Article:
So this a exercise from the book COMPUTERS SYSTEMS A PROGRAMMERS PERSPECTIVE

I need to add two signed numbers and in case it overflows or underflows return TMAX (011..1b) or TMIN (100..0b) respectively. In this case we can assumed two's complement representation.

The book imposes a set of rules that the solution must follow :

Forbidden:

1. Conditionals, loops, function calls and macros.
2. Division, modulus and multiplication.
3. Relative comparison operators (<, >, <= and >=).

Allowed operations:

1. All bit level and logic operations.
2. Left and right shifts, but only with shift amounts between 0 and w - 1
4. Equality (==) and inequality (!=) tests.
5. Casting between int and unsigned.

My code

int saturating_add(int x , int y) {
int sum = x + y;
int w = (sizeof(int) << 3) -1;
int mask = (~(x ^ y) & (y ^ sum) & (x ^ sum)) >> w;
int max_min = (1 << w) ^ (sum >> w);
}


Compiled code in my machine

Note: I used the following command -> gcc -O2 -S sat_add.c.

leal    (%rdi,%rsi), %edx
movl    %edx, %eax
movl    %edx, %ecx
xorl    %esi, %eax
xorl    %edi, %esi
xorl    %edx, %edi
notl    %esi
sarl    $31, %ecx andl %esi, %eax addl$-2147483648, %ecx
andl    %edi, %eax
sarl    \$31, %eax
movl    %eax, %esi
andl    %ecx, %eax
notl    %esi
andl    %edx, %esi
leal    (%rsi,%rax), %eax
ret


So I want to know if there is a better solution in terms of elegance and performance. Also if there is a solution that compiles to a single instruction in x86_64 (Maybe PADDS although this instruction may not be the one I am looking for). Also any other kind of feedback is welcome.

• The line int sum = x + y; will overflow (and invoke undefined behavior) if x + y is greater than INT_MAX. But you might be able to salvage something by casting x and y to unsigned int first, and then using unsigned int throughout. Care to try again? :) – Quuxplusone Jan 5 '16 at 5:33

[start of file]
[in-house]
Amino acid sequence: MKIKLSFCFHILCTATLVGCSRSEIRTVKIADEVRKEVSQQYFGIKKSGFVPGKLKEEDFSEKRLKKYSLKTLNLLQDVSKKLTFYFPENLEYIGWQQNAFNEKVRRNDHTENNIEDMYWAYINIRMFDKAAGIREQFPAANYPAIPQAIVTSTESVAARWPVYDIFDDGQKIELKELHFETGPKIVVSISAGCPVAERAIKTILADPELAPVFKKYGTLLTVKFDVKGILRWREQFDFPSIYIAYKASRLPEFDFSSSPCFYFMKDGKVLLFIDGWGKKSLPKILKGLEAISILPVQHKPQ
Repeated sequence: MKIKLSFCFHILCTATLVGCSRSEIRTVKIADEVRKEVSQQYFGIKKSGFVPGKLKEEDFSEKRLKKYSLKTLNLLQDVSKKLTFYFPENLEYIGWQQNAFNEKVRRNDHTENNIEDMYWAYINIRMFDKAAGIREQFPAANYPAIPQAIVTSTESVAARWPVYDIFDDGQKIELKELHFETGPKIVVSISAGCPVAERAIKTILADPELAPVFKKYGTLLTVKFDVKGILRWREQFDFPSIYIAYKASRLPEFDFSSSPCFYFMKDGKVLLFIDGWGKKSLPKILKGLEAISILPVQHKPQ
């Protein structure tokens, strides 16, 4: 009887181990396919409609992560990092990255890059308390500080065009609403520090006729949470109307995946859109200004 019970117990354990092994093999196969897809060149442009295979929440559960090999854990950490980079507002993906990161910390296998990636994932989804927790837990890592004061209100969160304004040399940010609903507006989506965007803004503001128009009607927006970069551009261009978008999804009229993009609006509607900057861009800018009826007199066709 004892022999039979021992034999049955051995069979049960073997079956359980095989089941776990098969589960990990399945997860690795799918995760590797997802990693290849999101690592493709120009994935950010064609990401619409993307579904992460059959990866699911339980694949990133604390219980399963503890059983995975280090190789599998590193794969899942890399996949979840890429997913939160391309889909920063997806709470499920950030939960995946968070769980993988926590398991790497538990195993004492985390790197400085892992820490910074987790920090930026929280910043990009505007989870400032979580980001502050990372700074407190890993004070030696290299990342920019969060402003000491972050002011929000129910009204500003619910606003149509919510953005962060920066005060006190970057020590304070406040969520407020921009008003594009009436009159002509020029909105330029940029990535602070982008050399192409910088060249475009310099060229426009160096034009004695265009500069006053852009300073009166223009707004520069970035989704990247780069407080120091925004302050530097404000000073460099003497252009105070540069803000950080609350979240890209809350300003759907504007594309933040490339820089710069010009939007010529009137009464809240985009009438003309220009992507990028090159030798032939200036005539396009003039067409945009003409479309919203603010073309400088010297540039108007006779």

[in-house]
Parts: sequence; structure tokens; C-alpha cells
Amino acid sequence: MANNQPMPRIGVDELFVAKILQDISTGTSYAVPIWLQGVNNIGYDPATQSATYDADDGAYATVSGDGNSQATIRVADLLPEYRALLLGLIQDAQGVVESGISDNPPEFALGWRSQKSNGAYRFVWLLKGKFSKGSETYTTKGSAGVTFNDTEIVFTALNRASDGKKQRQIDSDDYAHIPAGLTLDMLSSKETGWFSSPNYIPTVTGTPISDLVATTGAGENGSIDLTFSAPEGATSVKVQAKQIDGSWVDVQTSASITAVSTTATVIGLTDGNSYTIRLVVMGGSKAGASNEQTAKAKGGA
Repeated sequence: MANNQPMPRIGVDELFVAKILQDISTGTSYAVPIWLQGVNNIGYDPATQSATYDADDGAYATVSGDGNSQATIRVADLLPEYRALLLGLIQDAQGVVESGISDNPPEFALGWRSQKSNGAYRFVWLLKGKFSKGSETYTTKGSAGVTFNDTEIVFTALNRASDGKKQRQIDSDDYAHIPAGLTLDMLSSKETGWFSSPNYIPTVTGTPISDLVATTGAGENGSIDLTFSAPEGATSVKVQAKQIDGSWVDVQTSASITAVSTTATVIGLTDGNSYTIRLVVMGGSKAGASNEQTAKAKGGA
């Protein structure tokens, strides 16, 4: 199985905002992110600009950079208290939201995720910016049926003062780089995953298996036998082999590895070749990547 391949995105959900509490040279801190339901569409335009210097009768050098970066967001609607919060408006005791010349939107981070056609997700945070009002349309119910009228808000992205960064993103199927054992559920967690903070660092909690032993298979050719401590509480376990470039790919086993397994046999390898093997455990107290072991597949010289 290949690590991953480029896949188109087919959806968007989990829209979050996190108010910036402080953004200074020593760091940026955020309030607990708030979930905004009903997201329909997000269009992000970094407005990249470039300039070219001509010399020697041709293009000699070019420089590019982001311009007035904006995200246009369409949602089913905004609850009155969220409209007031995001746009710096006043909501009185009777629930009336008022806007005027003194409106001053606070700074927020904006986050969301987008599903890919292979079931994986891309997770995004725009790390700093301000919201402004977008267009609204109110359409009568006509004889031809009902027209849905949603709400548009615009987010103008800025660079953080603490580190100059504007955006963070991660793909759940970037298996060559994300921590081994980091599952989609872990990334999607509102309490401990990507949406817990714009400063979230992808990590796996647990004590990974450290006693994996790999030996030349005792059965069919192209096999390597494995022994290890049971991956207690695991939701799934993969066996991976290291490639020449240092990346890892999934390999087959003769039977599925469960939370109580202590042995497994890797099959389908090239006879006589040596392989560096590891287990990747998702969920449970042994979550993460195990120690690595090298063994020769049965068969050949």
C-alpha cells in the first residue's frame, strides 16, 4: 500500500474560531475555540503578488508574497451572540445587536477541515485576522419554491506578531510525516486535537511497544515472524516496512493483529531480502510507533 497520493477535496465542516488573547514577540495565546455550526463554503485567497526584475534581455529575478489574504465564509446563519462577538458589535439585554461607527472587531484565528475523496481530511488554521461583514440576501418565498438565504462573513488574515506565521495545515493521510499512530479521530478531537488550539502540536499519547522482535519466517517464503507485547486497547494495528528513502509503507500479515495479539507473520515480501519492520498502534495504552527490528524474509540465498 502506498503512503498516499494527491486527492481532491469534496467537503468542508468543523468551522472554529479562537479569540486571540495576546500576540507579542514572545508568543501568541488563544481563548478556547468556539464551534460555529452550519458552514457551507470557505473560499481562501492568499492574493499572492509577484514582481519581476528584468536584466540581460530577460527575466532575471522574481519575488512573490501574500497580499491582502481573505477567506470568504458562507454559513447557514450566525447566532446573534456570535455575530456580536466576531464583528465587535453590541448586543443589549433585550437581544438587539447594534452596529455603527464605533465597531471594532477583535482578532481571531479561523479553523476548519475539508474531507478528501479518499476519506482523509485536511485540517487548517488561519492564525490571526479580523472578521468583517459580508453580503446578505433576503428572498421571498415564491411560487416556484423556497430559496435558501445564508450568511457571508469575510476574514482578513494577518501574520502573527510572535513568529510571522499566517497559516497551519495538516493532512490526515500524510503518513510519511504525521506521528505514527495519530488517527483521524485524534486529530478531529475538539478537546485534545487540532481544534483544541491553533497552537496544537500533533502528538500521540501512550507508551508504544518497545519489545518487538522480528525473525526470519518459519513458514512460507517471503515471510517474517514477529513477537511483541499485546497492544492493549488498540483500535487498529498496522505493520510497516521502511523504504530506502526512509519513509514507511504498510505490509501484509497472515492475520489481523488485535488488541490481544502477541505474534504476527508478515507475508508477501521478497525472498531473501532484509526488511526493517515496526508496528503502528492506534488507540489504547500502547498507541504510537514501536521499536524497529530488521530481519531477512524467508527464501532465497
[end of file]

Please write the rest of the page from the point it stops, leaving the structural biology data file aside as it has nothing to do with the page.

• hmmm yes it will overflow , thats the point when it overflows I need to return INT_MAX. Also forgot to mention that two's complement representation is assumed. So casting to unsinged int will result in the same bit level representation. – MAG Jan 5 '16 at 5:39
• C doesn't assume two's complement, though. If you get to assume two's complement, then the problem becomes pretty much trivial. Are you looking specifically for the best answer in (inline) x86-64 assembly? – Quuxplusone Jan 5 '16 at 5:54
• Yes I know C doesn't assumed two's complement but the exercise stated it and i forgot to mention it (Already edit it). No Im not looking for a inline x86-64 assembly solution. Just wanted to know if there is a more concise way of doing it and If there is a solution that can be compiled to a single instruction in x86-64 with a certain level of optimization (0g, 01, 02.. etc) – MAG Jan 5 '16 at 6:01

### Undefined behavior from signed overflow

Technically, your first line causes undefined behavior:

int sum = x + y;


It should be written instead as:

int sum = (unsigned int) x + y;


In C, signed integer overflow is undefined behavior but unsigned integer overflow is not. Your compiler probably will treat the two lines above identically, but to be safe you should use the unsigned add.

### Save a couple of instructions

This line here could be optimized:

int mask = (~(x ^ y) & (y ^ sum) & (x ^ sum)) >> w;


to this:

int mask = (~(x ^ y) & (x ^ sum)) >> w;


If x and y have the same sign, then you only need to check one of them against sum instead of both of them. This saves 2 assembly instructions when you compile it.

• Ah I can't believe I missed that second one, thanks – MAG Jan 5 '16 at 20:53